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A Thriving Species Posing Challenges

General information about the Svalbard Pink-footed Goose

  1. Distribution and annual lifecycle
  2. Population status
  3. Management challenges

Distribution and annual lifecycle

The Pink-footed Goose, often referred to as ‘pinkfoot’, is a migrating goose species with two bio-geographical populations: The Iceland/East Greenland population wintering in the British Isles and the Svalbard population staging in Norway and wintering in Denmark, the Netherlands and Belgium. This website is dedicated to the Svalbard population of the pink-footed goose.

Breeding: As suggested in its naming, Svalbard is the breeding area for this population of the pink-footed goose. Most pinkfeet breed in western Svalbard (primarily Spitsbergen). They arrive around the middle of May, lay eggs in the last week of May and in early June and then leave Svalbard about the middle of September.

Autumn migration: Around mid-September is when most pinkfeet depart from Svalbard and the vast majority migrate along the coast of Norway but some flocks have been observed migrating through Sweden and the Baltic region. A key autumn staging area in Norway is Trondheimsfjorden (mid), with short stops also observed in Vesterålen (north), Helgeland and other areas in southern Norway. Flocks can stay in Norway until late November but depart with the first snow cover. Some flocks also fly, more or less, directly to staging areas in west Jutland, Denmark or even Friesland in the Netherlands.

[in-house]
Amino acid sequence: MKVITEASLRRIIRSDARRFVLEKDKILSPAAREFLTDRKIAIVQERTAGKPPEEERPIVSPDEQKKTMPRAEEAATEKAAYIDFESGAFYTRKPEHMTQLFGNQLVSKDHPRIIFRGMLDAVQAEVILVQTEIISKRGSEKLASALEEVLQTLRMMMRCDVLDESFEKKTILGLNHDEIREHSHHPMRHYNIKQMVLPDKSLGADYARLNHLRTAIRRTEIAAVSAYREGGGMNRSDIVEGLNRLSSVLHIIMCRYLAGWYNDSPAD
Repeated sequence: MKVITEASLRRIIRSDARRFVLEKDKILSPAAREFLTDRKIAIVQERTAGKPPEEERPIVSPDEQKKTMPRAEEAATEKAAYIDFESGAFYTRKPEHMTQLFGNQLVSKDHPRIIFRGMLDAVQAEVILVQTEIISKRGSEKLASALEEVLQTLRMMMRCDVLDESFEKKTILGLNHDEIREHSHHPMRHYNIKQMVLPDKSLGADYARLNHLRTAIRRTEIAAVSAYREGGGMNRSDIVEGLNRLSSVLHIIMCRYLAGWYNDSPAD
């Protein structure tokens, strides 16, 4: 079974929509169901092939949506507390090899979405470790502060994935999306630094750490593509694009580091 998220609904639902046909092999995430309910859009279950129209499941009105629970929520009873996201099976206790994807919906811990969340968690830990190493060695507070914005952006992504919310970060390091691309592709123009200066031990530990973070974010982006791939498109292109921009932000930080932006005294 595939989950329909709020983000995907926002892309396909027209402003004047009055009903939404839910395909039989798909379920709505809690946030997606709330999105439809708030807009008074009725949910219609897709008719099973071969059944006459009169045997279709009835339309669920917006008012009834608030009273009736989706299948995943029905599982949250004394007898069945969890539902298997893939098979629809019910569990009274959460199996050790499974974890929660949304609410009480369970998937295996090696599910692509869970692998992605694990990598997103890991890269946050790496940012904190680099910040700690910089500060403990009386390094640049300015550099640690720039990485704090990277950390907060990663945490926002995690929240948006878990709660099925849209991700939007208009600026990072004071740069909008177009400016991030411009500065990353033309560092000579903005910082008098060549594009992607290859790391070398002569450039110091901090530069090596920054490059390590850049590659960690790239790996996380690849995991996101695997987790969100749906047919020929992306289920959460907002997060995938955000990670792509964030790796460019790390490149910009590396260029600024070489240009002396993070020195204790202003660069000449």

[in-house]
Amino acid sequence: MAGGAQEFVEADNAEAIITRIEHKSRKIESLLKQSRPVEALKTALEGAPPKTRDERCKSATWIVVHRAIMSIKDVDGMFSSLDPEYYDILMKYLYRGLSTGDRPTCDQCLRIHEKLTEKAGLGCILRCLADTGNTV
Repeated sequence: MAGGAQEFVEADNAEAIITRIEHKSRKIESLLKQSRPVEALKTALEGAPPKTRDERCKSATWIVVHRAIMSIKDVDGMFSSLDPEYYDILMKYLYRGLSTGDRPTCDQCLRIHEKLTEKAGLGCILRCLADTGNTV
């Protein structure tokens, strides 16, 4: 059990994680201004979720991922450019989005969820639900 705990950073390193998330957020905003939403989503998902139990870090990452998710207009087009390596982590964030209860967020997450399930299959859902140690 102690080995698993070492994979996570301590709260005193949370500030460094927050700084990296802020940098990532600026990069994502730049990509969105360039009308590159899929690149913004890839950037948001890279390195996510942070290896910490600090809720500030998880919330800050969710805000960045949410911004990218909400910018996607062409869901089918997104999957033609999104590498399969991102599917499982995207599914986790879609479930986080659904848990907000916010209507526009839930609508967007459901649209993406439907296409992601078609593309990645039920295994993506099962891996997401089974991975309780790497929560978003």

Wintering: The wintering grounds for the Svalbard population of pinkfeet are divided between Denmark, the Netherlands and Belgium. The movement of pinkfoot flocks between wintering sites is highly dynamic; depending on several factors such as weather conditions, levels of disturbance and food availability on the staging grounds. Numbers peak in West Jutland, Denmark during October although some flocks (increasingly over recent years) stay behind and remain throughout the winter, depending on snow cover. In the Netherlands, numbers peak during October-November with the geese congregating in Friesland and the Vlaardingen area in South West Holland. After which the majority migrate on to the Oostkustpolders, Flanders in Belgium with numbers peaking during December-early January, followed by an early and fast northwards migration to the west coast of Denmark.

Spring migration: Traditionally pinkfeet stayed in Denmark until the first week of May and then migrating non-stop to the spring-staging grounds in Vesterålen and Lofoten in north Norway. However, since the 1990s, increasing numbers of geese have discovered and exploited areas in Trondheimsfjorden in mid Norway. The start of the spring migration from Denmark has advanced by more than a month and, nowadays, the majority of the population stops in Trondheimsfjorden over 3-4 weeks, with numbers peaking between late April and mid-May. Vesterålen is used during May, with peak numbers during the second and third weeks after which they leave for Svalbard.